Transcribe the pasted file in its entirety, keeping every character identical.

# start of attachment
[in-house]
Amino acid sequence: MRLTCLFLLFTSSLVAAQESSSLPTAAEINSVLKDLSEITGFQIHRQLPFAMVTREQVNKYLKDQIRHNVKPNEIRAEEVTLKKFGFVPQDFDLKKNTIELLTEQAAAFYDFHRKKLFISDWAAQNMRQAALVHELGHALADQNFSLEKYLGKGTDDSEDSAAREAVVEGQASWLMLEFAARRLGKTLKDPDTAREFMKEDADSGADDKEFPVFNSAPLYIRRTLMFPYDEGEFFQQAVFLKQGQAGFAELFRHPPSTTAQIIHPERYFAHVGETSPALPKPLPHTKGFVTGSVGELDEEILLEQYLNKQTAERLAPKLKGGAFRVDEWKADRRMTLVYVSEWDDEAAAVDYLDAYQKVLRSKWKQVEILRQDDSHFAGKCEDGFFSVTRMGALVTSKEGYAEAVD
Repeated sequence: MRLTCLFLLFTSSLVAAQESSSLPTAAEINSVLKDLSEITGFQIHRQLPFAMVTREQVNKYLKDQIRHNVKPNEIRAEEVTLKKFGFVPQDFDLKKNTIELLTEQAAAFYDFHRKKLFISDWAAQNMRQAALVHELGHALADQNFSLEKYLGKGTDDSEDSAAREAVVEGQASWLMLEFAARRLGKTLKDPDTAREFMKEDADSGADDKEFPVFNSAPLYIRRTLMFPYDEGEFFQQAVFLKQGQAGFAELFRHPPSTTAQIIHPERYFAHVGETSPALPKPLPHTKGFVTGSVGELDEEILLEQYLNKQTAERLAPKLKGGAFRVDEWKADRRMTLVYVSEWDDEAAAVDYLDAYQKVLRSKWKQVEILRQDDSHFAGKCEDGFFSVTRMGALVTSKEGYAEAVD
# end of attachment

[in-house]
Amino acid sequence: MRLTCLFLLFTSSLVAAQESSSLPTAAEINSVLKDLSEITGFQIHRQLPFAMVTREQVNKYLKDQIRHNVKPNEIRAEEVTLKKFGFVPQDFDLKKNTIELLTEQAAAFYDFHRKKLFISDWAAQNMRQAALVHELGHALADQNFSLEKYLGKGTDDSEDSAAREAVVEGQASWLMLEFAARRLGKTLKDPDTAREFMKEDADSGADDKEFPVFNSAPLYIRRTLMFPYDEGEFFQQAVFLKQGQAGFAELFRHPPSTTAQIIHPERYFAHVGETSPALPKPLPHTKGFVTGSVGELDEEILLEQYLNKQTAERLAPKLKGGAFRVDEWKADRRMTLVYVSEWDDEAAAVDYLDAYQKVLRSKWKQVEILRQDDSHFAGKCEDGFFSVTRMGALVTSKEGYAEAVD
Repeated sequence: MRLTCLFLLFTSSLVAAQESSSLPTAAEINSVLKDLSEITGFQIHRQLPFAMVTREQVNKYLKDQIRHNVKPNEIRAEEVTLKKFGFVPQDFDLKKNTIELLTEQAAAFYDFHRKKLFISDWAAQNMRQAALVHELGHALADQNFSLEKYLGKGTDDSEDSAAREAVVEGQASWLMLEFAARRLGKTLKDPDTAREFMKEDADSGADDKEFPVFNSAPLYIRRTLMFPYDEGEFFQQAVFLKQGQAGFAELFRHPPSTTAQIIHPERYFAHVGETSPALPKPLPHTKGFVTGSVGELDEEILLEQYLNKQTAERLAPKLKGGAFRVDEWKADRRMTLVYVSEWDDEAAAVDYLDAYQKVLRSKWKQVEILRQDDSHFAGKCEDGFFSVTRMGALVTSKEGYAEAVD